“It’s just like CPR, but for mental health,” said Amy Macechko, a representative of the Coalition and the wellness coordinator for the Talawanda School District. “Those who are trained can address the problem and provide help before a professional is available.”
Those with the certification know how to identify individuals facing a crisis, reach out to offer support, and encourage those individuals to seek professional guidance.
“With the prevalence of mental illness, it’s very important to have Mental Health First Aid and get certified,” Macechko said.
Dr. Scott Rasmus serves as the Executive Director of the Butler County Mental Health & Addiction Recovery Services Board. The Board aims to provide comprehensive recovery care and prevention, while improving addiction and mental health recovery services in the county. He recognizes that as the population of Butler County increases, so do the number of mental illness cases. Rasmus said the county is treating more cases than ever before.
“The Board has over 50 specialized programs,” Rasmus said. “They are specially targeted to things like trauma and eating disorders.”
Rasmus identified the importance of time in treating these illnesses. He said the county needs to provide services when they’re needed, but a critical component in the battle against mental illness is patients’ fear of getting help. Less than 50 percent of those in the county with mental illness seek care.
“When a person needs help, they should reach out to the board and seek assessment,” Rasmus said. “There are professionals who can treat you.”
On Miami’s campus, Steve Large hails as the Assistant Vice President of Health and Wellness. He oversees the student counseling services, student health services, and the office of student wellness. Large says the biggest health challenge facing the University right now is mental health.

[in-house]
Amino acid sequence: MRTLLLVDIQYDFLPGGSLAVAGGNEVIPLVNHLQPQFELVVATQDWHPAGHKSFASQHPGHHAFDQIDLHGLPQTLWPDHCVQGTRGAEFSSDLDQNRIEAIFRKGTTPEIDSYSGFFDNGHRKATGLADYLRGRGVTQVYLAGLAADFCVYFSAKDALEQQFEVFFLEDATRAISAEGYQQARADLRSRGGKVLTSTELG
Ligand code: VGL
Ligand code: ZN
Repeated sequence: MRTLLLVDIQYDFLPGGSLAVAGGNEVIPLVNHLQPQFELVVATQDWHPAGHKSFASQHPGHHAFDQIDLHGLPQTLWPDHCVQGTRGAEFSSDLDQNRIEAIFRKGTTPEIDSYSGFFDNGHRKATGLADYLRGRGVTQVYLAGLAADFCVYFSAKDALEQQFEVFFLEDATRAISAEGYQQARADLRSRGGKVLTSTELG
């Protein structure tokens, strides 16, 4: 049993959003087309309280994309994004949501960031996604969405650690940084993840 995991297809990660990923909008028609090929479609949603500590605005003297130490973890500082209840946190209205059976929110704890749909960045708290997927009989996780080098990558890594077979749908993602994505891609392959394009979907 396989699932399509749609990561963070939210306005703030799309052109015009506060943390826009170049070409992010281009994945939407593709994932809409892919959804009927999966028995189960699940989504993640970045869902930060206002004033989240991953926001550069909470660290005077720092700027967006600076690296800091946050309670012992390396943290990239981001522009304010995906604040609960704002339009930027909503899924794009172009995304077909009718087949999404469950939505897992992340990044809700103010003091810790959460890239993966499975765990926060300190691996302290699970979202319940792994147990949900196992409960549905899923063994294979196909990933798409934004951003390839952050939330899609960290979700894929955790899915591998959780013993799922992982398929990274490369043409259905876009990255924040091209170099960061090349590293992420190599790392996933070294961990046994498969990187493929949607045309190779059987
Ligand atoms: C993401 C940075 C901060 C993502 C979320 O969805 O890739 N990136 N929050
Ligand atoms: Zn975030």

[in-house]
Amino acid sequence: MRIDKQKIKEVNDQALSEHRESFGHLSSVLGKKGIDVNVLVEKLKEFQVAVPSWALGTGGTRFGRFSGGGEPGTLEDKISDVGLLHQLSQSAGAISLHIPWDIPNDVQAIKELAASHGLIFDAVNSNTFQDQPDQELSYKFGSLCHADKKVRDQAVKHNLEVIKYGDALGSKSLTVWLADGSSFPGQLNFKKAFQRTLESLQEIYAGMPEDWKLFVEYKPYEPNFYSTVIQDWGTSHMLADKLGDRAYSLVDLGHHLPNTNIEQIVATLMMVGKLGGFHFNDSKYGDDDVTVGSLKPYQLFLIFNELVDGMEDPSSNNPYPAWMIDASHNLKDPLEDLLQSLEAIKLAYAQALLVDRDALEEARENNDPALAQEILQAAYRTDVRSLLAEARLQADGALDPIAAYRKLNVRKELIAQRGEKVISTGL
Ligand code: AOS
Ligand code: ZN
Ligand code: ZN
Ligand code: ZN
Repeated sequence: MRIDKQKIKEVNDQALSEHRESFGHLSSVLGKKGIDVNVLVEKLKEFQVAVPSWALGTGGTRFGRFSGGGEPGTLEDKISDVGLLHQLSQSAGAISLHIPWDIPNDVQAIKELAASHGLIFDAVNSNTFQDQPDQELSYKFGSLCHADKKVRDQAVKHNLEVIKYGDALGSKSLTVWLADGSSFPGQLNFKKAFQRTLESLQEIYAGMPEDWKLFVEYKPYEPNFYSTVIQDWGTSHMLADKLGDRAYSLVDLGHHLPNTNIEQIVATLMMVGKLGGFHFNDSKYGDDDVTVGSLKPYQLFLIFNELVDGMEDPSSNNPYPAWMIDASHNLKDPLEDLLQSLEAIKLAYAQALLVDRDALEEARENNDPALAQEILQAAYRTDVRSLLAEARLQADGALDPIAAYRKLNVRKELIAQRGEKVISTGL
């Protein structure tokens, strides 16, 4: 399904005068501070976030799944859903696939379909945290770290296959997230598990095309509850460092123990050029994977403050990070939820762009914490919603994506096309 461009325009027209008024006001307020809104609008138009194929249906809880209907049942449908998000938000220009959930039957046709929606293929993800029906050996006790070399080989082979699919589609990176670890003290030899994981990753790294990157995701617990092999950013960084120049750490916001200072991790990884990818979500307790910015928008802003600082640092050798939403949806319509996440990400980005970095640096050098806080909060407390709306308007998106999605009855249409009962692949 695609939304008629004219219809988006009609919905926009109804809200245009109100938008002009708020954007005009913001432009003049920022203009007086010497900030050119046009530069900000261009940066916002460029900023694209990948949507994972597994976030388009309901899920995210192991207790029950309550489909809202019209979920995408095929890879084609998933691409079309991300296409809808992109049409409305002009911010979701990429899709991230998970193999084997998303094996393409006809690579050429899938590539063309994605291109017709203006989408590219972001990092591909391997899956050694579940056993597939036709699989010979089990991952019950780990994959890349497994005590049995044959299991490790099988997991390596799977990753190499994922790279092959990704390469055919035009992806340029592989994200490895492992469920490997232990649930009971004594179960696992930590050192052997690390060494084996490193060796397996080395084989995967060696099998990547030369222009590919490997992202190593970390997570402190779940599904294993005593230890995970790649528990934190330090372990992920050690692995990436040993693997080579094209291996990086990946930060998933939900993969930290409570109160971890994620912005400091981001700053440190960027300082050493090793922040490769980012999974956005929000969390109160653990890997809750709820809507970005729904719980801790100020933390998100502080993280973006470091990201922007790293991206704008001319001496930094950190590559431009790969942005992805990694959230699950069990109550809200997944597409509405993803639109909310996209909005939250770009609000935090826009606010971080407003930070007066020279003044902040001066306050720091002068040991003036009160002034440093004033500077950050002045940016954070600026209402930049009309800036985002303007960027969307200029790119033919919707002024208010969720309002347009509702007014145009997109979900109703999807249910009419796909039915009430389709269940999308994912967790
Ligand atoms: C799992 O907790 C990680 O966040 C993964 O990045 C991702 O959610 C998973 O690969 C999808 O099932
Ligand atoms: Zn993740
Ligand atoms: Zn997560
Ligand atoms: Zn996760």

“There is a huge increase in students seeking care for emotional difficulties,” Large said. “The beautiful thing is that students are reaching out. There is less stigma than previous generations.”
According to Dr. Jennifer Young, psychologist at the Student Counseling Service, the on-campus practice maintains a staff of 10 psychologists, two clinical social workers, one professional clinical counselor and ten counselors-in-training.
However, this number of staff still can’t always accommodate the number of student appointments. Large says that the campus has times during a semester when the volume of students seeking mental help outweighs the amount of counselors. TIME reported that the average university has one mental health counselor for every 1,737 students. Large hopes to combat this issue on Miami’s campus by using a proactive stance towards helping others.
“We need to help students recognize their own reservoir and strength,” Large said. “We need to help students to find a way to tune in.”
He discussed the importance of looking at mental health from a holistic perspective and that sometimes, multiple factors can play a role.
“My best advice would be to strive for balance in all that you’re doing, practice self-care in ways meaningful to you, create realistic expectations and be kind to yourself,” Large said.
Mental health at Talawanda
At Talawanda High School, Health and Wellness Coordinator, Amy Macechko, reflects on the importance of new school social workers, who were hired in response to widespread student need.
“The Board has invested in a social worker at each elementary school and it’s been tremendous,” Macechko said. “We can identify child needs at those critical early stages.”
At the Feb. 25 Board of Education meeting, data was revealed showing that during the period of August 2018 through February 2019, school social workers had 1,771 contacts with students and families. Of these contacts, 55.4 percent pertained to mental health.
Macechko also said that the district used professional development days to learn more about student mental health. Faculty and staff have been trained to recognize when a student may be in distress or exhibiting concerning behavior. After this, their job is to make a referral or reach out to a professional.
“Every year I reiterate to the teachers to be a caring adult,” Macechko said. “Your job is to make sure anyone struggling sees a professional. We have very talented social workers, counselors and psychologists they can see.”